Her many journals, which were private (I did not see them during her life), held her remarkable notes for her Bible studies and daily devotions, personal reflections, and frustrations. Of course, we hurt the people nearest to us the most. Our marriage was no exception. In reading her journals my heart ached for the pain I had caused her over the years by my churlish, insensitive ways.
I was raised in a critical home, she in a warm, sharing household. Feelings were rarely, if ever, demonstrated in my home while I was growing up, for a variety of reasons; the opposite was shown in Fawn’s home. Yes, this took “getting used to” for my warm and affectionate wife in dealing with this “cold fish” of a husband. This was only the beginning of our adjustment problems while married. Therefore, in reading the journals, much remorse set in for me, leading to despondency and more painful sobbing.
These journal comments were, of course, snapshots of feelings, many of which Fawn would later confess to herself were wrong, arrogant, self-centered, and overdone on her part, but they were like stabbing swords into my soul. As I read them and remembered the particular incidents, I continually asked myself between sobs of pain, “How could I have said such things, done such things; why wasn’t I more caring, loving, and serving?”
My pastor finally asked me, after I shared with him about the entries, if Fawn would have really wanted me to read these journal entries so close to her death. I shook my head no. He then asked, “Were you able to confess these faults to her over the years?” Yes, I thankfully did ask her to forgive me, and she did on repeated occasions, but the black and white reality of past sins was too much for me. He followed up with, “Have you asked God to forgive you?” Yes, I had. “There is therefore now no condemnation for those who are in Christ Jesus” (Rom. 8:1). The enemy was using these entries to undermine my faith and hope in God. I have put the journals away for now.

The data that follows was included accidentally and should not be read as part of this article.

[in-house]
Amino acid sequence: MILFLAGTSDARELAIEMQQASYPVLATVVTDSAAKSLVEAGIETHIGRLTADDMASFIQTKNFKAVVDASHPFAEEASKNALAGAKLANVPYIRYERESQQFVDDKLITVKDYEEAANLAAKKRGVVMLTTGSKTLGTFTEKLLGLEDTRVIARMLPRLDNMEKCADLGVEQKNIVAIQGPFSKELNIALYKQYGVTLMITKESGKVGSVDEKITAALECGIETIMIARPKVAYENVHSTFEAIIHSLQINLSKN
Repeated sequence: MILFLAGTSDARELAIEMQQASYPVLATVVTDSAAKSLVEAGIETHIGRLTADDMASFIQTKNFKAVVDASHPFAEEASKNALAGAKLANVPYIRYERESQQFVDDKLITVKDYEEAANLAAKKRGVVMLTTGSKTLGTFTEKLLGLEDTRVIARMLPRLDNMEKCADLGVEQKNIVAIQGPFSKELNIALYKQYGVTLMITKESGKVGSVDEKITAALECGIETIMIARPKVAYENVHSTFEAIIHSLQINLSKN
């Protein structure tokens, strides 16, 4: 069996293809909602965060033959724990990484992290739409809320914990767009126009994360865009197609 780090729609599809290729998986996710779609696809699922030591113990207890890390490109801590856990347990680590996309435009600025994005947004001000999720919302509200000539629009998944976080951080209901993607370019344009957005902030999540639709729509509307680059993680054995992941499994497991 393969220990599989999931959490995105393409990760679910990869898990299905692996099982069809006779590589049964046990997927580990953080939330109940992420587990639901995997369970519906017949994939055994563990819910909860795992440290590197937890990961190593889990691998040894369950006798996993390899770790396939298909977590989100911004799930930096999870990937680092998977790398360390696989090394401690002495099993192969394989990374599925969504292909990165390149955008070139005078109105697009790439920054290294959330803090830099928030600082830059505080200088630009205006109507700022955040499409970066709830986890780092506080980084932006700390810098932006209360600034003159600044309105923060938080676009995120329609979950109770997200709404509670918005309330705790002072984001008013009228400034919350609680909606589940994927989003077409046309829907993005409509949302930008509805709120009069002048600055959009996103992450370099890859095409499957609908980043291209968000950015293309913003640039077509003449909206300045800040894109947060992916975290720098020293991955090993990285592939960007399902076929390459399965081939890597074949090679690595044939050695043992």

Remorse and regret are common characteristics after the death of a loving spouse. I was in full swing with these feelings. She had always told me, even to her deathbed that I was the man of her dreams, that she loved me above all others, and that her heart always jumped for joy when I entered the room. We were in love to the end. But remorse for not living day-to-day for my wife was real and excruciating.
God’s comfort is really the only comfort for a pain such as mine—I know this. No, it won’t bring Fawn back, but it does give me a new perspective on heaven, where we will eventually be reunited. She has no pain there, and because I would want her to be in paradise with her Lord whom she loved so much, there is comfort in this.
But, I am left behind, a broken man who is a walking, wounded victim of a death I never thought I would see (I was five years older than she was). I know it will take much time to heal my soul. Many who have gone through similar situations confirm this with me. Part of me has died, for we were one in Christ. At the same time, I must take solace in knowing that he will never leave me nor forsake me (Heb. 13:5–6); that he is acquainted with grief and sorrow (Isa. 53); that he is the father of compassion and the God of all comfort (2 Cor. 1:3); and that he desires for me to come to him with a broken and contrite heart, casting all my anxiety on him because he cares for me (1 Pet. 5:7).
Yes, this is “head knowledge” at this point; I pray soon it will be heart knowledge. I am in the midst of Psalm 42, panting for God for relief; the roar of the waves break over me and have swept me away; I have put my hope in God, for I will yet praise him, my Savior and my God.
 C. S. Lewis, A Grief Observed (London: Faber, 1961).
Brad Winsted is the director of Children’s Ministry International in Tucker, GA. He has been a ruling elder in six OPC churches. Currently, he is Coordinator for Children’s Ministries at Midway Presbyterian Church (PCA) in Powder Springs, GA. Ordained Servant Online, April 2013.